President Donald Trump said that he would not be attending the civil rights icon John Lewis’ memorial service that occurred on Monday.
What We Know:
- Civil rights icon Rep. John Lewis died from pancreatic cancer on July 17 at the age of 80 and lay in the state capitol, one of the six-day funeral proceedings which started on Saturday. Politicians like Vice President Mike Pence, second lady Karen Pence, former Vice President Joe Biden, and Jill Biden paid their respects to Lewis by visiting the capitol.
- While the public was granted permission to pay their respects as well on Monday and Tuesday, President Trump told reporters that he wouldn’t be paying his respects to Lewis at the Capitol on either of the days when asked if he would. But it isn’t a surprise considering Trump and Lewis didn’t have fondly views of each other.
- In 2017, Trump tweeted that congressman Lewis should “spend more time on fixing and helping his district…rather than falsely complaining about the election results,” calling him “all talk…no action or results” after Lewis said that he wouldn’t be attending Trump’s inauguration.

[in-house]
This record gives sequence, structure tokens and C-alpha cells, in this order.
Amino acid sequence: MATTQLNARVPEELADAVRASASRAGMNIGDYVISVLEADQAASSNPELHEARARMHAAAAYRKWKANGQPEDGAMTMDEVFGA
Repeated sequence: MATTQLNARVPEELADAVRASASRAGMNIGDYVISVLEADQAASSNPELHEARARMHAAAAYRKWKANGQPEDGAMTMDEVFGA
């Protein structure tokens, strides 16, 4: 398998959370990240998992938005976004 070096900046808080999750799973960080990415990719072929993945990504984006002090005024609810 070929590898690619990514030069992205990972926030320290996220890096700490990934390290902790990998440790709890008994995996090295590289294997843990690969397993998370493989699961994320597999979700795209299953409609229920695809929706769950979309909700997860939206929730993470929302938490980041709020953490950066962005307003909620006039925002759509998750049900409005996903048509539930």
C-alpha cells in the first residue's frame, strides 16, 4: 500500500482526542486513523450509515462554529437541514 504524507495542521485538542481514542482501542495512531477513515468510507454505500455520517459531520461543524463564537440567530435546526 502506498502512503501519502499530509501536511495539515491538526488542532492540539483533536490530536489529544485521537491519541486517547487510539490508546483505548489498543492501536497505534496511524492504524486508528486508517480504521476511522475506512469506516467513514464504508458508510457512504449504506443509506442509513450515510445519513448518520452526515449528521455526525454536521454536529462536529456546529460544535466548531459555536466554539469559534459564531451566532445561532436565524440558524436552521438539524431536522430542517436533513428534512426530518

- Lewis told NBC’s “Meet the Press” that he doesn’t see Trump as a “legitimate president” because of Russian interference in the 2016 election. “I don’t see this president-elect as a legitimate president,” he told them a week before Trump’s inauguration in January 2017. “I think the Russians participated in helping this man get elected and they have destroyed the candidacy of Hillary Clinton.” Lewis also refused to attend any other event Trump attended.
- Despite not visiting the capitol, Trump did honor Lewis on Twitter the day after his death and the White House lowered flags to half-staff. “Saddened to hear the news of civil rights hero Lewis passing,” Trump tweeted. “Melania and I send our prayers to he and his family.” He posted this tweet after returning from a trip to his golf course.
John Lewis served 17 terms in the U.S. House of Representatives serving the 5th Congressional District of Georgia.